N2 - Background: In many countries, approximately half of the population dies in hospital, making general palliative nursing care (GPNC) a core nursing task. GPNC in the hospital setting is described as challenging, however little is known about its actual practice.Aim: To explore the GPNC culture in medical departments.Methods: An ethnographic study, using Spradley's 12-step method, with observational field studies and interviews with nurses from three medical departments in a Danish regional hospital.Findings: Three cultural themes emerged from the analysis, focusing on the setting, the practice and the nurses' reflections on GPNC: (1) GPNC provided in a treatment setting, (2) transition to loving care and the licence to perform palliative care (PC) and (3) potential for team improvement.Conclusions: GPNC as a culture in medical departments seemed to be embedded in a setting not suited for dying patients. Palliative care was still practised according to the transition model of care, sharply dividing curative from palliative care, and was inappropriately conducted in a fragmented and individual-based way. The term ‘loving care’ was used as a ‘gate-opener’ to provide palliative care for the dying; however, the content of this term was not defined or expressed among the health professionals. Practical and professional nursing skills are not sufficient to improve GPNC in the hospital department. Leaders on all levels need also to address the culture in which palliative care is embedded.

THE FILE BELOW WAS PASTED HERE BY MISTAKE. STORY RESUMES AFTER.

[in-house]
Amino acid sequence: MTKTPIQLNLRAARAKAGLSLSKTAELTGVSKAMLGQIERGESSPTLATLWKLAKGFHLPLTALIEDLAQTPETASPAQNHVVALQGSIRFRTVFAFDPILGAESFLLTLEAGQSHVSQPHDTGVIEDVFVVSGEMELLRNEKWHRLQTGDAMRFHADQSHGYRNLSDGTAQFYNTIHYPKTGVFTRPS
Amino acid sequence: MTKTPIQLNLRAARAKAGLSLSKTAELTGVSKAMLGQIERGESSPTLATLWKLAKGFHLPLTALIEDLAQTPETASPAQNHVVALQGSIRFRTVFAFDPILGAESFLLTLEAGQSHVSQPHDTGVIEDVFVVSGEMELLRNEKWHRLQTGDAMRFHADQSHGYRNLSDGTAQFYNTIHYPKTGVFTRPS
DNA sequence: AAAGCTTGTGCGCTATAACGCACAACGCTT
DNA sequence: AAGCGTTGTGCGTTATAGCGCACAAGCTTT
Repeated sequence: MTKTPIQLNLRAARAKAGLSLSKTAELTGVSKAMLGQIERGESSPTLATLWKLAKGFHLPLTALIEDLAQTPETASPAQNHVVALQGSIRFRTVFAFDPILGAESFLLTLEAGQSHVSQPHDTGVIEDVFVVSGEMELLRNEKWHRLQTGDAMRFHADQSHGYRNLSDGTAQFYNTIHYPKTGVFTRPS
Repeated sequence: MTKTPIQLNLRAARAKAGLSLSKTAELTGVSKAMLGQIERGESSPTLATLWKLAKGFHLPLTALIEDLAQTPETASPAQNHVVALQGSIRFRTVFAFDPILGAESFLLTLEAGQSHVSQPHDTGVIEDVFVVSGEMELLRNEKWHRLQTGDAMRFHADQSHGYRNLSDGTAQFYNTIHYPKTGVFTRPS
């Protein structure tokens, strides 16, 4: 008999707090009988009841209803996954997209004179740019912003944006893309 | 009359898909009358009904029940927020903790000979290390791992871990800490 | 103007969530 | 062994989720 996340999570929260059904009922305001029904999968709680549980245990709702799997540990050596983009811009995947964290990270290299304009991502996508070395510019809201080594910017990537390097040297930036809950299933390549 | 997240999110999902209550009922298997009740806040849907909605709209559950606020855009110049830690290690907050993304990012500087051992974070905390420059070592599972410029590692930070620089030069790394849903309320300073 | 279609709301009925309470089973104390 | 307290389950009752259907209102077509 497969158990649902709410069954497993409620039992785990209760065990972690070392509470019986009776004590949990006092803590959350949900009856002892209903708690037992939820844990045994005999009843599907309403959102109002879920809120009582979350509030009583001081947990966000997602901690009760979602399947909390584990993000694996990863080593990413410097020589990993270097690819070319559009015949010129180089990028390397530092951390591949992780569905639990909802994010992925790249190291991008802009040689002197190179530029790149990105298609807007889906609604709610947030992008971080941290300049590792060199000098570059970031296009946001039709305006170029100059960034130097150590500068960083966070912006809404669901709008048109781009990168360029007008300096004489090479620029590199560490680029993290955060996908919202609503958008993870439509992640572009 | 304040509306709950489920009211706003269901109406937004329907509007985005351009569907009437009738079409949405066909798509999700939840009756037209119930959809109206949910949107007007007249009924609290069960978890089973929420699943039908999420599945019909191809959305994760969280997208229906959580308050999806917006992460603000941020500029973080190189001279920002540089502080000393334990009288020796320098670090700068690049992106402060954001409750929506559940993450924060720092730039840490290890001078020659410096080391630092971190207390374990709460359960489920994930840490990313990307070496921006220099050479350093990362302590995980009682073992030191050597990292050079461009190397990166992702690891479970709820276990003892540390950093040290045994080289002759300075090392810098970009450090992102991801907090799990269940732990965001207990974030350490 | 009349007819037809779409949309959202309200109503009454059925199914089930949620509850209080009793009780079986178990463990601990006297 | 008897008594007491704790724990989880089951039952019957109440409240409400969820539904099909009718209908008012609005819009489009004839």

AB - Background: In many countries, approximately half of the population dies in hospital, making general palliative nursing care (GPNC) a core nursing task. GPNC in the hospital setting is described as challenging, however little is known about its actual practice.Aim: To explore the GPNC culture in medical departments.Methods: An ethnographic study, using Spradley's 12-step method, with observational field studies and interviews with nurses from three medical departments in a Danish regional hospital.Findings: Three cultural themes emerged from the analysis, focusing on the setting, the practice and the nurses' reflections on GPNC: (1) GPNC provided in a treatment setting, (2) transition to loving care and the licence to perform palliative care (PC) and (3) potential for team improvement.Conclusions: GPNC as a culture in medical departments seemed to be embedded in a setting not suited for dying patients. Palliative care was still practised according to the transition model of care, sharply dividing curative from palliative care, and was inappropriately conducted in a fragmented and individual-based way. The term ‘loving care’ was used as a ‘gate-opener’ to provide palliative care for the dying; however, the content of this term was not defined or expressed among the health professionals. Practical and professional nursing skills are not sufficient to improve GPNC in the hospital department. Leaders on all levels need also to address the culture in which palliative care is embedded.

KW - care

KW - nursing

KW - semrap-2015-1

U2 - 10.12968/ijpn.2015.21.4.193

DO - 10.12968/ijpn.2015.21.4.193

M3 - Journal article

VL - 21

SP - 193

EP - 201

JO - International Journal of Palliative Nursing

JF - International Journal of Palliative Nursing

SN - 1357-6321

IS - 4

ER -

ID: 141091485